Blanchard's Cricket Frog Choice Between Mown and Unmown Habitat in Terrestrial Pens
On 23-July-2009, we collected 80 recently metamorphosed juvenile Blanchard's cricket frogs from a pond on Miami University's Ecology Research Center in Oxford, Ohio. We brought all the animals into the lab and held them in individual containers until tail resorption. After tail resorption, we obtained the animals' mass and it was given an identifying toe clip by clipping no more than one toe on each foot. We held all animals in the lab and fed them small crickets ad libitum until the start of the study.
We constructed eight pens that were 3 m×3 m with silt fencing that once buried, were approximately 1 m tall, in a grassy field at Miami University's Ecology Research Center. In each pen, we randomly mowed the grass in half of the pen and left the other half unmown. On 27-July-2009, we haphazardly assigned ten frogs to each of the eight pens and released them into the pens at 10:00 p.m. At that time, we also measured the soil moisture, relative humidity and temperature in each treatment, mown and unmown grass, in each pen. On 31-July-2009 at 1:00 p.m., we placed silt fence barriers between the mown and unmown grass in each pen. We collected the juvenile cricket frogs from each section and placed them in containers with damp paper towels together with all frogs caught from the same section in the same pen. We returned the animals to the lab and recorded their mass after which they were released to the pond where we collected them.
On 28-July-2009 we collected insects by sweep netting in a mown and unmown area adjacent to the pens. We sampled three unmown transects and three mown transects with ten sweeps for each transect. After completing each transect, we collected insects in a large plastic Ziploc bag and placed each bag in the freezer. Each replicate was bagged separately. Insects were weighed to determine potential food differences between mown and unmown habitat.
We determined that a cricket frog made a choice of one habitat over the other (mown vs. unmown grass) if it was located on one side of the barrier vs. the other. To test for the effects of cricket frog habitat on choice we analyzed the data with a Hotelling's T-squared test using the proportion of individuals that were found on each side. We analyzed relative humidity, temperature, soil moisture, and insect biomass data with Hotelling's T-squared test to test for differences between mown and unmown grass.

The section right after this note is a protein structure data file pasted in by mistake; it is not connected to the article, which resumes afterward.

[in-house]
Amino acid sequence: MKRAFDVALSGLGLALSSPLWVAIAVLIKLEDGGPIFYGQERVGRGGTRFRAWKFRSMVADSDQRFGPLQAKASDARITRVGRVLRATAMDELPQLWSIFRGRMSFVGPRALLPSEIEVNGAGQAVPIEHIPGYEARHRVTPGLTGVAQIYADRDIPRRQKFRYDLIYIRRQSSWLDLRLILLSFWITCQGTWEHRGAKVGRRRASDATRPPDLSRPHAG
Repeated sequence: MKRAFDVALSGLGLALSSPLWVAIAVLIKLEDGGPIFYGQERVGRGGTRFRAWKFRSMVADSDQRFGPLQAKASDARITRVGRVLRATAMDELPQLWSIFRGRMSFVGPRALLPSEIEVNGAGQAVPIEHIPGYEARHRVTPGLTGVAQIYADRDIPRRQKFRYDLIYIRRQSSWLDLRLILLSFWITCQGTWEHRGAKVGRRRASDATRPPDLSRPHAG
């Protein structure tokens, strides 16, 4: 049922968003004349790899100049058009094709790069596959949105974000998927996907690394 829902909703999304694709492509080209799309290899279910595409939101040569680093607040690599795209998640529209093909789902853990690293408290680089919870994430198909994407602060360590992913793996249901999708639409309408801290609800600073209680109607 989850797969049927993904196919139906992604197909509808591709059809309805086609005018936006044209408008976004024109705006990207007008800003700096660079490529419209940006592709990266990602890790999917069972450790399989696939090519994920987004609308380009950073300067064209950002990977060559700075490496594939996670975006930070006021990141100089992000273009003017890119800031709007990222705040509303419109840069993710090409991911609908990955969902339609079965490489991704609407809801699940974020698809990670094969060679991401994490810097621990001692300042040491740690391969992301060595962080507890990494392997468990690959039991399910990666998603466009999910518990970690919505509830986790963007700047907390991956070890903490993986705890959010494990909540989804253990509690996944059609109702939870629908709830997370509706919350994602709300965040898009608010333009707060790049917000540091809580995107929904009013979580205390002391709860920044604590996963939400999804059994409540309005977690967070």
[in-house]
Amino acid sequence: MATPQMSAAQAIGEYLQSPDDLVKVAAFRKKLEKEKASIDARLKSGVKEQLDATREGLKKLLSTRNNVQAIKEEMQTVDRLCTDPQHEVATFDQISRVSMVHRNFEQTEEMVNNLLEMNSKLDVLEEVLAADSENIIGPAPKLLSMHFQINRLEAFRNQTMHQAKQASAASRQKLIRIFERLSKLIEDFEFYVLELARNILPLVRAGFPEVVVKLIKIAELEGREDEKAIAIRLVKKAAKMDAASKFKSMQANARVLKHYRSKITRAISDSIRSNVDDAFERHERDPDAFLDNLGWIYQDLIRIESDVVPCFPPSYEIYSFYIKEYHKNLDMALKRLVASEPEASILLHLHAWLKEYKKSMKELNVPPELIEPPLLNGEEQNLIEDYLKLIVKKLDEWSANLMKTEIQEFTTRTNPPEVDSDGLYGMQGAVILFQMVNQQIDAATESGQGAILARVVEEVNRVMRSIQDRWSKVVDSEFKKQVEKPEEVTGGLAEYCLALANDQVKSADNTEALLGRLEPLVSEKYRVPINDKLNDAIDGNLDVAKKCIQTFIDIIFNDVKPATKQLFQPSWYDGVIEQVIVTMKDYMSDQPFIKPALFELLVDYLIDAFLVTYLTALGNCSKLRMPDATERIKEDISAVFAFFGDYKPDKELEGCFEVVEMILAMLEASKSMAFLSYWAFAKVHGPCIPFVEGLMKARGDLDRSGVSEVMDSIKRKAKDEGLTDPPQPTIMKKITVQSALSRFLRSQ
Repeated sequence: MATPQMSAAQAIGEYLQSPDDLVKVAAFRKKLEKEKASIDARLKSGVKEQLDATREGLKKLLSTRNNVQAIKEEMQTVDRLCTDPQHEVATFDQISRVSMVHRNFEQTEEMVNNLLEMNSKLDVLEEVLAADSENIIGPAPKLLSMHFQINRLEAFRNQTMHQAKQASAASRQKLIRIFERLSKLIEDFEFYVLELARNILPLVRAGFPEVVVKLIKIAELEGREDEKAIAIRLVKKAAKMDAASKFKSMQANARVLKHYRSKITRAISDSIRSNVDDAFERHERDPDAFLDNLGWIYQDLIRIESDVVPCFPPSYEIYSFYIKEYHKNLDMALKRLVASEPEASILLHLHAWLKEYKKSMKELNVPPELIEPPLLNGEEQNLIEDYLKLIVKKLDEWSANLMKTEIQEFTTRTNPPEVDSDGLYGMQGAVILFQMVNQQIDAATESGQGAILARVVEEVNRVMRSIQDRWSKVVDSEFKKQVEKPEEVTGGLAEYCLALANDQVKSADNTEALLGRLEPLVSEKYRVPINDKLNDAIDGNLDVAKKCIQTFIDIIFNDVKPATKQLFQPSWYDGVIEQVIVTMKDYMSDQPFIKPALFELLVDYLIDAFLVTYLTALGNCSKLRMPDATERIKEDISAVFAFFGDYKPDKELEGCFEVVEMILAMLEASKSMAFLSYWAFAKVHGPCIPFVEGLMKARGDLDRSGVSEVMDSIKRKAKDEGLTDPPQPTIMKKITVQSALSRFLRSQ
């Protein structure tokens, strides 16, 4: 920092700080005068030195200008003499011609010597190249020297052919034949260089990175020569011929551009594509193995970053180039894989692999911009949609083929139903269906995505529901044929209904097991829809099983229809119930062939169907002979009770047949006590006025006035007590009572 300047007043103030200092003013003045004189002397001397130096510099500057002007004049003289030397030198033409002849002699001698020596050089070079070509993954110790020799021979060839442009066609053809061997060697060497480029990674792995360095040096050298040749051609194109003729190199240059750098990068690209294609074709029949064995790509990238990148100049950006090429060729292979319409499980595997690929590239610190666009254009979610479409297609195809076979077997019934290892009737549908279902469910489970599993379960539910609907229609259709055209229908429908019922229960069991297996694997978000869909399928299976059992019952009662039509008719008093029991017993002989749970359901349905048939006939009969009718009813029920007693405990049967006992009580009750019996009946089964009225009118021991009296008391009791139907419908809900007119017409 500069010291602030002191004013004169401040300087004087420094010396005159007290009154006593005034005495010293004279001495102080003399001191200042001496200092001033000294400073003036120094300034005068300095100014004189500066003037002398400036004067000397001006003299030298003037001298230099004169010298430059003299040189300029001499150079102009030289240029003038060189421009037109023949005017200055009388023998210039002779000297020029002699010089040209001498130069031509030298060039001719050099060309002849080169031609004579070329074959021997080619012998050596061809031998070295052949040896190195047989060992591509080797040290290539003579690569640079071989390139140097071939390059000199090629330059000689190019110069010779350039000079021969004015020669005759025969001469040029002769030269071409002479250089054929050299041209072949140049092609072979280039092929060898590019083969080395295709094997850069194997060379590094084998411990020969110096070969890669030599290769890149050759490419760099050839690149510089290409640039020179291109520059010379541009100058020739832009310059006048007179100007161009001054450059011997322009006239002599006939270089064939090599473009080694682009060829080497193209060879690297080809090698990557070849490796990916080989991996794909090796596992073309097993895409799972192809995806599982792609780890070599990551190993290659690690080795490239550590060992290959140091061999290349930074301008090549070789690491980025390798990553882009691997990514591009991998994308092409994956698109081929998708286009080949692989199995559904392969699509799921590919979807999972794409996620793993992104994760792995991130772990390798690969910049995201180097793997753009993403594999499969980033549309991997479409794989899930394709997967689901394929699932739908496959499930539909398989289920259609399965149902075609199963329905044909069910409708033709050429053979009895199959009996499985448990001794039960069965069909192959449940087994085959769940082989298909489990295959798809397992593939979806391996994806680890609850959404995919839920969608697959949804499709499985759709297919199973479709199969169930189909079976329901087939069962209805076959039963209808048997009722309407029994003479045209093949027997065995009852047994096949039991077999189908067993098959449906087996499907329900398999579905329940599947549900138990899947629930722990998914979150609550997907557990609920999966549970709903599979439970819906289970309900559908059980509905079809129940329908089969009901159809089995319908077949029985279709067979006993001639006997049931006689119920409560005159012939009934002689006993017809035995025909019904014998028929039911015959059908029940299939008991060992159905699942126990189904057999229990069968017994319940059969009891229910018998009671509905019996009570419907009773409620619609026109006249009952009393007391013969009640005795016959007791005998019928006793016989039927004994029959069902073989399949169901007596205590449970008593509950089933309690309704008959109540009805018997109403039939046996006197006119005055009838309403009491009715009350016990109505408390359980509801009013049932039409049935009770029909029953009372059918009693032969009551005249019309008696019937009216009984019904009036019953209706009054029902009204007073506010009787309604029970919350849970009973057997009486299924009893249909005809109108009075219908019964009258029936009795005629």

We conducted an additional study to determine if the likelihood of detection of cricket frogs was influenced by habitat. On 6-May-2010 we collected 40 adult male cricket frogs from a pond on Miami University's Ecology Research Center. The animals were brought back to the lab, weighed, and given identifying toe clips by clipping no more than one toe on each foot. Animals were held overnight and fed crickets ad libitum. We used the same pens as the juvenile cricket frog choice study from the previous year. The pens were prepared the same way as the previous summer with one half of each pen randomly mowed and the other half was left unmown. We placed the barrier between the two sides of each pen prior to adding animals and released five adult male cricket frogs on each half of each pen on 7-May-2010. The following day we returned to the pens to locate animals. We spent approximately five minutes in each section of all eight pens. When we located an animal, it was identified and placed him in a container with moist paper towels until our search time expired and then all animals located in that section were released back in the pen. This same process was repeated daily for the following two days. To determine whether there was a bias in locating animals in the mown or unmown grass, we analyzed the average number of animals found in mown and unmown grass over the three days with a one-way ANOVA. We did not use Hotelling's T-squared test because the number of animals recovered in mown and unmown grass are not interdependent in this design. All data met the assumptions of ANOVA.
Effects of Buffers on the Aquatic and Terrestrial Life Stages of Amphibians on Golf Courses
There were significant differences in survival between buffered and unbuffered ponds among golf courses (Buffer [Golf]), with green frog tadpoles reared in buffered ponds on Hueston Woods and Twin Run having lower survival than those tadpoles reared in unbuffered ponds (Table 1; Fig. 1A). Also, green frog tadpole mass was significantly different between buffered and unbuffered ponds among golf courses with those animals reared in buffered ponds on Hueston Woods and Oxford Country Club having a greater mass at the end of the study than those tadpoles reared in unbuffered ponds on those courses (Table 1; Fig 2A). In contrast, green frogs at Twin Run reared in the buffered pond had a smaller mass than those animals reared in the unbuffered pond (Table 1; Fig. 2A). However, there were no significant differences in green frog tadpole survival, tadpole mass, or tadpole developmental stage at the end of the study among animals reared in different golf courses (Table 1). Also, there were no differences in developmental stage at the end of the study between buffered and unbuffered ponds (Table 1).